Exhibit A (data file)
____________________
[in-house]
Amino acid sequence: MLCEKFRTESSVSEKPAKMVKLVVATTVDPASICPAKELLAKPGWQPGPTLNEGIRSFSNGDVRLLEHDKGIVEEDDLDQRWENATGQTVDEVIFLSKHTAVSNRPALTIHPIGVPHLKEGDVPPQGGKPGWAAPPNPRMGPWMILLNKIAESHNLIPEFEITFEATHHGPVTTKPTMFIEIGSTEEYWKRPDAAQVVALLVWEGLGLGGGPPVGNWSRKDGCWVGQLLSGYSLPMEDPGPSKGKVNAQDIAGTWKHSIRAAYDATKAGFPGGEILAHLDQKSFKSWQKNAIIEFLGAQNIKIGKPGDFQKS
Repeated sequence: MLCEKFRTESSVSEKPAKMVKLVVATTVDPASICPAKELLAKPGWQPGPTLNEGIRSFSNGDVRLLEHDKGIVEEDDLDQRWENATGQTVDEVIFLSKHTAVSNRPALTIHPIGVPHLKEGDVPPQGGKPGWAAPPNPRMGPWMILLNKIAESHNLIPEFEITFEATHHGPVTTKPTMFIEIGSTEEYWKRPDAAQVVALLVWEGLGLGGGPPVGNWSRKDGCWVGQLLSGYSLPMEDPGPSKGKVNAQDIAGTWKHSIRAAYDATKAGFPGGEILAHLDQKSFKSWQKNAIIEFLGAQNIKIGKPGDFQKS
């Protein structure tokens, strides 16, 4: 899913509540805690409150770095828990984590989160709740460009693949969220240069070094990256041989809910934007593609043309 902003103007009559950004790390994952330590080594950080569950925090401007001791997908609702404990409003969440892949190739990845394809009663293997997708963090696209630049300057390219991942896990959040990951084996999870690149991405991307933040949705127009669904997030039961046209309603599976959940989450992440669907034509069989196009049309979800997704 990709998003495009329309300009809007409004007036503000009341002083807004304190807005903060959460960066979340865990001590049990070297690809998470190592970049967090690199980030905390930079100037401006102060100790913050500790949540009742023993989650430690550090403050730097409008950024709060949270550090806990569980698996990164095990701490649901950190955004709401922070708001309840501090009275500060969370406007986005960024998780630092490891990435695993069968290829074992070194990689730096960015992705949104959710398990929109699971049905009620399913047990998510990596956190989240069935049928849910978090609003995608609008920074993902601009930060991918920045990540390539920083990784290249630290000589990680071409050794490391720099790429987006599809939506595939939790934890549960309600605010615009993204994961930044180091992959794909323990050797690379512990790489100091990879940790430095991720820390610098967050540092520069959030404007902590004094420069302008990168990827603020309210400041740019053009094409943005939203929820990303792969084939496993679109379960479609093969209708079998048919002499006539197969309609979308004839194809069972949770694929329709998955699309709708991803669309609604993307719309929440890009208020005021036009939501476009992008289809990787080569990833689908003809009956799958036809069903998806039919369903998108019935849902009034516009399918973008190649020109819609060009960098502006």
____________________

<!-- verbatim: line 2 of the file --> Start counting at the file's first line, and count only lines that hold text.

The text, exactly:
Amino acid sequence: MLCEKFRTESSVSEKPAKMVKLVVATTVDPASICPAKELLAKPGWQPGPTLNEGIRSFSNGDVRLLEHDKGIVEEDDLDQRWENATGQTVDEVIFLSKHTAVSNRPALTIHPIGVPHLKEGDVPPQGGKPGWAAPPNPRMGPWMILLNKIAESHNLIPEFEITFEATHHGPVTTKPTMFIEIGSTEEYWKRPDAAQVVALLVWEGLGLGGGPPVGNWSRKDGCWVGQLLSGYSLPMEDPGPSKGKVNAQDIAGTWKHSIRAAYDATKAGFPGGEILAHLDQKSFKSWQKNAIIEFLGAQNIKIGKPGDFQKS